Traditionally a hot spot for spring and summer beach vacations, Crimea’s tourism industry has taken a severe beating since the peninsula returned to the federal fold. The total number of incoming tourists has decreased by half. Construction, a key pillar of the regional economy, has likewise declined by 34.2 percent, according to the regional statistics service.

Regional diversity

Crimea is a spectacularly diverse region, bursting with Crimean Tatars, boisterous Cossacks, hardened sailors and paratroopers and everything in between. The popular resort towns of Yalta, Alusha and Yevpatoria are generally pro-Russian, while Ukrainians in the northern reaches of the peninsula tend to be more Moscow-wary.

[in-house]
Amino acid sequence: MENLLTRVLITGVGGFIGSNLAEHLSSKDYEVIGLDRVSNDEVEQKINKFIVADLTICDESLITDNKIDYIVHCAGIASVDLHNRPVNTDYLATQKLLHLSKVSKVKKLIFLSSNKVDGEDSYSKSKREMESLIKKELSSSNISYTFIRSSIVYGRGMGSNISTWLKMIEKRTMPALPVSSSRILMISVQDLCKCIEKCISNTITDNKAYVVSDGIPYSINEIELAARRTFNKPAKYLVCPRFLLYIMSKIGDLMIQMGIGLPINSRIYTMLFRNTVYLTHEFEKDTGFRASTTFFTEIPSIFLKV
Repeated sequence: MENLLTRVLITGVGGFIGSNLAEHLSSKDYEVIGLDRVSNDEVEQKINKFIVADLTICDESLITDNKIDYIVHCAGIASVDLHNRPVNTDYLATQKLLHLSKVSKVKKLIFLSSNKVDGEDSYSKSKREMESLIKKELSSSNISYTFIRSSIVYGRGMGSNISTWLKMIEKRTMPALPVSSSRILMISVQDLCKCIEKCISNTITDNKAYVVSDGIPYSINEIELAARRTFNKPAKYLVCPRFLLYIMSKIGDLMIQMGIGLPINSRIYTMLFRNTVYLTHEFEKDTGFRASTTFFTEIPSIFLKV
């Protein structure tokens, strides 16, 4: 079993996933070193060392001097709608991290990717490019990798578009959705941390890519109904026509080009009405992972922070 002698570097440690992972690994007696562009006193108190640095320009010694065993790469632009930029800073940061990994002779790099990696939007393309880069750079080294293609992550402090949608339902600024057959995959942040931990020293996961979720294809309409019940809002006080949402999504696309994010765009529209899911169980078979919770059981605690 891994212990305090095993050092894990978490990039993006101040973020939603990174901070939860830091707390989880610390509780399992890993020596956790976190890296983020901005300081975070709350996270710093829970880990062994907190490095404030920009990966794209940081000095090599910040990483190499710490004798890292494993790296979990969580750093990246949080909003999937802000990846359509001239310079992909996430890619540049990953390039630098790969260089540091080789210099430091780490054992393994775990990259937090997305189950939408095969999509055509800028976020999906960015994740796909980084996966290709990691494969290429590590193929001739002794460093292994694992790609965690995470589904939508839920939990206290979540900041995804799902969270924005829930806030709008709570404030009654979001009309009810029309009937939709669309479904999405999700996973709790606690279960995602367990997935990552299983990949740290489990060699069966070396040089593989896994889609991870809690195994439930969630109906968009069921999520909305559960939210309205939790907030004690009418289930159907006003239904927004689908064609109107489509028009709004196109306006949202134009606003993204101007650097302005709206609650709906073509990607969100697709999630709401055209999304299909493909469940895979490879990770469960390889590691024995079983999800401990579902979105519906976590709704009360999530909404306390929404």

Many signposts remain in the Ukrainian language in Bakhchisaray, the ancient capital of the Crimean khanate, which controlled much of the peninsula for more than three centuries before it became a conquest of the Russian Empire in 1783. The welcome sign in front of Hansaray, the palace of the Tatar Khan, still reads that the museum is located in Ukraine, and most of the surrounding cafes and restaurants have Ukrainian television channels broadcasting on their flat screens via satellite.

In Sevastopol, all evidence of Ukrainian rule have been scraped clean, while in Yalta many historic plaques and signposts featuring the Ukrainian coat of arms have been covered with paint.

In Bakhchisaray, Russian flags can only be found on government buildings. People on the streets in Bakhchisaray refused to speak with The Moscow Times, and appeared nervous when approached for interviews.